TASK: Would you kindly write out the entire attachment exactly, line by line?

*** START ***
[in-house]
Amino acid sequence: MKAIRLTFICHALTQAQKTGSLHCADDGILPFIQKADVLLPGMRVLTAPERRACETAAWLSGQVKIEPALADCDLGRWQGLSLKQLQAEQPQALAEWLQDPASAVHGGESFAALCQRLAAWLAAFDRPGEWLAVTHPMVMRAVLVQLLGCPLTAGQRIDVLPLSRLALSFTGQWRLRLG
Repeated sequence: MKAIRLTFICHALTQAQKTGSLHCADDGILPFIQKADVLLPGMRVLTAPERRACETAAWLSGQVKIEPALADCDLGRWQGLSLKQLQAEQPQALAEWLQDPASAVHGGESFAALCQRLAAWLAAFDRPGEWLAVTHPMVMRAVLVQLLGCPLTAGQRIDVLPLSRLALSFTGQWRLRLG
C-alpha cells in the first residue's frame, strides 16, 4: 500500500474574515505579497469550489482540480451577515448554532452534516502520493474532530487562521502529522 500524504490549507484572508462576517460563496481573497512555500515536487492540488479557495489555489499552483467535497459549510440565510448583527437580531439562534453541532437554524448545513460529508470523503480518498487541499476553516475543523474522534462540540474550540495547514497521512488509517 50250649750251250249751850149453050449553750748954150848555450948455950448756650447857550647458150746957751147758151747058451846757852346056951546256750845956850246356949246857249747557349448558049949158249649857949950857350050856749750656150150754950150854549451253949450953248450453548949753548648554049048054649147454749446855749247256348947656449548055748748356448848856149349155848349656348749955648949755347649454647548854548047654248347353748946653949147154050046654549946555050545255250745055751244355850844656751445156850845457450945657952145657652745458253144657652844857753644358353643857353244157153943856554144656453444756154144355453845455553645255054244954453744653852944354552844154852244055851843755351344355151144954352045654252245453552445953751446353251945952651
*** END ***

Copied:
[in-house]
Amino acid sequence: MKAIRLTFICHALTQAQKTGSLHCADDGILPFIQKADVLLPGMRVLTAPERRACETAAWLSGQVKIEPALADCDLGRWQGLSLKQLQAEQPQALAEWLQDPASAVHGGESFAALCQRLAAWLAAFDRPGEWLAVTHPMVMRAVLVQLLGCPLTAGQRIDVLPLSRLALSFTGQWRLRLG
Repeated sequence: MKAIRLTFICHALTQAQKTGSLHCADDGILPFIQKADVLLPGMRVLTAPERRACETAAWLSGQVKIEPALADCDLGRWQGLSLKQLQAEQPQALAEWLQDPASAVHGGESFAALCQRLAAWLAAFDRPGEWLAVTHPMVMRAVLVQLLGCPLTAGQRIDVLPLSRLALSFTGQWRLRLG
C-alpha cells in the first residue's frame, strides 16, 4: 500500500474574515505579497469550489482540480451577515448554532452534516502520493474532530487562521502529522 500524504490549507484572508462576517460563496481573497512555500515536487492540488479557495489555489499552483467535497459549510440565510448583527437580531439562534453541532437554524448545513460529508470523503480518498487541499476553516475543523474522534462540540474550540495547514497521512488509517 50250649750251250249751850149453050449553750748954150848555450948455950448756650447857550647458150746957751147758151747058451846757852346056951546256750845956850246356949246857249747557349448558049949158249649857949950857350050856749750656150150754950150854549451253949450953248450453548949753548648554049048054649147454749446855749247256348947656449548055748748356448848856149349155848349656348749955648949755347649454647548854548047654248347353748946653949147154050046654549946555050545255250745055751244355850844656751445156850845457450945657952145657652745458253144657652844857753644358353643857353244157153943856554144656453444756154144355453845455553645255054244954453744653852944354552844154852244055851843755351344355151144954352045654252245453552445953751446353251945952651